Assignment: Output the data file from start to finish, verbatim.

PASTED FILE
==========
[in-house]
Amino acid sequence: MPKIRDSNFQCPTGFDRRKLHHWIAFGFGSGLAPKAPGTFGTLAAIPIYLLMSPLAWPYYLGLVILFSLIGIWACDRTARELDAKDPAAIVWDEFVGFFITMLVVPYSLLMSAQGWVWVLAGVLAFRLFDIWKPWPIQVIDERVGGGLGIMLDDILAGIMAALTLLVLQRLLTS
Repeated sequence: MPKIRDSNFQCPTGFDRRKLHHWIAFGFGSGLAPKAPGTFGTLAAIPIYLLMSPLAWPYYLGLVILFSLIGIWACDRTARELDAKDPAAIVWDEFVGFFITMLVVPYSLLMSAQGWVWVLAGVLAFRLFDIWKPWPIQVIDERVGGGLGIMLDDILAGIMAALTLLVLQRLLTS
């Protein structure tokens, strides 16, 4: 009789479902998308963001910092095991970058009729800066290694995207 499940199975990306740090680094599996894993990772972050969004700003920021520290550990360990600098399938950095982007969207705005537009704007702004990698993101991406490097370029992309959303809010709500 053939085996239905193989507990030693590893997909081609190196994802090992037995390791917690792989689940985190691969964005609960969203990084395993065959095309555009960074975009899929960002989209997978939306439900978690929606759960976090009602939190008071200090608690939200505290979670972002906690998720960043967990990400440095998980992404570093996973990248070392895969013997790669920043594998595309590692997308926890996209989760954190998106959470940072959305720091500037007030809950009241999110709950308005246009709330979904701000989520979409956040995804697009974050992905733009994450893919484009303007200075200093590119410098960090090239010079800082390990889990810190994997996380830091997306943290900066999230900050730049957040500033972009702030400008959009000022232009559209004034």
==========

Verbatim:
[in-house]
Amino acid sequence: MPKIRDSNFQCPTGFDRRKLHHWIAFGFGSGLAPKAPGTFGTLAAIPIYLLMSPLAWPYYLGLVILFSLIGIWACDRTARELDAKDPAAIVWDEFVGFFITMLVVPYSLLMSAQGWVWVLAGVLAFRLFDIWKPWPIQVIDERVGGGLGIMLDDILAGIMAALTLLVLQRLLTS
Repeated sequence: MPKIRDSNFQCPTGFDRRKLHHWIAFGFGSGLAPKAPGTFGTLAAIPIYLLMSPLAWPYYLGLVILFSLIGIWACDRTARELDAKDPAAIVWDEFVGFFITMLVVPYSLLMSAQGWVWVLAGVLAFRLFDIWKPWPIQVIDERVGGGLGIMLDDILAGIMAALTLLVLQRLLTS
């Protein structure tokens, strides 16, 4: 009789479902998308963001910092095991970058009729800066290694995207 499940199975990306740090680094599996894993990772972050969004700003920021520290550990360990600098399938950095982007969207705005537009704007702004990698993101991406490097370029992309959303809010709500 053939085996239905193989507990030693590893997909081609190196994802090992037995390791917690792989689940985190691969964005609960969203990084395993065959095309555009960074975009899929960002989209997978939306439900978690929606759960976090009602939190008071200090608690939200505290979670972002906690998720960043967990990400440095998980992404570093996973990248070392895969013997790669920043594998595309590692997308926890996209989760954190998106959470940072959305720091500037007030809950009241999110709950308005246009709330979904701000989520979409956040995804697009974050992905733009994450893919484009303007200075200093590119410098960090090239010079800082390990889990810190994997996380830091997306943290900066999230900050730049957040500033972009702030400008959009000022232009559209004034």